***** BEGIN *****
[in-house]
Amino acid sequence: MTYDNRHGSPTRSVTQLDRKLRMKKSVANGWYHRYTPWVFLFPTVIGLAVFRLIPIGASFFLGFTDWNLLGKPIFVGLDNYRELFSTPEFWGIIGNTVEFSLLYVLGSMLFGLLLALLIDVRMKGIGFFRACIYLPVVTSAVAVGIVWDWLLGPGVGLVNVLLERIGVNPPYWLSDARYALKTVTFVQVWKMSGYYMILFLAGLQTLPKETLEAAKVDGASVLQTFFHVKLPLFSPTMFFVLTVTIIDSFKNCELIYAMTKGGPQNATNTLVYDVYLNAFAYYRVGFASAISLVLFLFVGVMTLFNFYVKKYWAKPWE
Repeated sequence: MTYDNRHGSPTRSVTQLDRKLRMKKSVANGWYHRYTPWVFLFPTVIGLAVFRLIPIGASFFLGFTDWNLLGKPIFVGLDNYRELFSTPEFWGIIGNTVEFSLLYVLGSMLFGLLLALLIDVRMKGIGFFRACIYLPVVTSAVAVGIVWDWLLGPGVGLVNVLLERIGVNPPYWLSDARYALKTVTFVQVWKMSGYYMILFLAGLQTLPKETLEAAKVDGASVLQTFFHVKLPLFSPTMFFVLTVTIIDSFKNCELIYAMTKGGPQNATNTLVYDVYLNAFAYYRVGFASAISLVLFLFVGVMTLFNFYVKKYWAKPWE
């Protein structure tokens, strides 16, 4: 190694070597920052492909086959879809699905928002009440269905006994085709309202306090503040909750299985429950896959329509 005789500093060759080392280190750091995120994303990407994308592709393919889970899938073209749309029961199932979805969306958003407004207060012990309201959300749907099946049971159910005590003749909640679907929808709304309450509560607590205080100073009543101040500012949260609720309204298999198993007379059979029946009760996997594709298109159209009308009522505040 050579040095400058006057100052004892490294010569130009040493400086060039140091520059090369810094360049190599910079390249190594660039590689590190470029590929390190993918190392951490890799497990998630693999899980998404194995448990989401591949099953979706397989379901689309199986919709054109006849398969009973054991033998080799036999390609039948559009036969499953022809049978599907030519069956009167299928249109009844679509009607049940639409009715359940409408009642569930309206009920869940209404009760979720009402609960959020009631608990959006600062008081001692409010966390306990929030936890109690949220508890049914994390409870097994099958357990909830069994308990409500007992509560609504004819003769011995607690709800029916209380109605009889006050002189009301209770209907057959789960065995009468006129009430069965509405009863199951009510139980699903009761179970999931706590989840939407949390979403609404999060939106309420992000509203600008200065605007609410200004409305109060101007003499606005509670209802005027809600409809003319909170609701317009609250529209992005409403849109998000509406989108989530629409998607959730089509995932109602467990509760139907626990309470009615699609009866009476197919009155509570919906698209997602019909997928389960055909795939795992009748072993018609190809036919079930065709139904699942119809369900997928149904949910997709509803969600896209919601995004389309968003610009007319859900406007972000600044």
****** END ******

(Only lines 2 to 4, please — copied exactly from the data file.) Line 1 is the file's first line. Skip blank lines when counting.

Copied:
Amino acid sequence: MTYDNRHGSPTRSVTQLDRKLRMKKSVANGWYHRYTPWVFLFPTVIGLAVFRLIPIGASFFLGFTDWNLLGKPIFVGLDNYRELFSTPEFWGIIGNTVEFSLLYVLGSMLFGLLLALLIDVRMKGIGFFRACIYLPVVTSAVAVGIVWDWLLGPGVGLVNVLLERIGVNPPYWLSDARYALKTVTFVQVWKMSGYYMILFLAGLQTLPKETLEAAKVDGASVLQTFFHVKLPLFSPTMFFVLTVTIIDSFKNCELIYAMTKGGPQNATNTLVYDVYLNAFAYYRVGFASAISLVLFLFVGVMTLFNFYVKKYWAKPWE
Repeated sequence: MTYDNRHGSPTRSVTQLDRKLRMKKSVANGWYHRYTPWVFLFPTVIGLAVFRLIPIGASFFLGFTDWNLLGKPIFVGLDNYRELFSTPEFWGIIGNTVEFSLLYVLGSMLFGLLLALLIDVRMKGIGFFRACIYLPVVTSAVAVGIVWDWLLGPGVGLVNVLLERIGVNPPYWLSDARYALKTVTFVQVWKMSGYYMILFLAGLQTLPKETLEAAKVDGASVLQTFFHVKLPLFSPTMFFVLTVTIIDSFKNCELIYAMTKGGPQNATNTLVYDVYLNAFAYYRVGFASAISLVLFLFVGVMTLFNFYVKKYWAKPWE
């Protein structure tokens, strides 16, 4: 190694070597920052492909086959879809699905928002009440269905006994085709309202306090503040909750299985429950896959329509 005789500093060759080392280190750091995120994303990407994308592709393919889970899938073209749309029961199932979805969306958003407004207060012990309201959300749907099946049971159910005590003749909640679907929808709304309450509560607590205080100073009543101040500012949260609720309204298999198993007379059979029946009760996997594709298109159209009308009522505040 050579040095400058006057100052004892490294010569130009040493400086060039140091520059090369810094360049190599910079390249190594660039590689590190470029590929390190993918190392951490890799497990998630693999899980998404194995448990989401591949099953979706397989379901689309199986919709054109006849398969009973054991033998080799036999390609039948559009036969499953022809049978599907030519069956009167299928249109009844679509009607049940639409009715359940409408009642569930309206009920869940209404009760979720009402609960959020009631608990959006600062008081001692409010966390306990929030936890109690949220508890049914994390409870097994099958357990909830069994308990409500007992509560609504004819003769011995607690709800029916209380109605009889006050002189009301209770209907057959789960065995009468006129009430069965509405009863199951009510139980699903009761179970999931706590989840939407949390979403609404999060939106309420992000509203600008200065605007609410200004409305109060101007003499606005509670209802005027809600409809003319909170609701317009609250529209992005409403849109998000509406989108989530629409998607959730089509995932109602467990509760139907626990309470009615699609009866009476197919009155509570919906698209997602019909997928389960055909795939795992009748072993018609190809036919079930065709139904699942119809369900997928149904949910997709509803969600896209919601995004389309968003610009007319859900406007972000600044």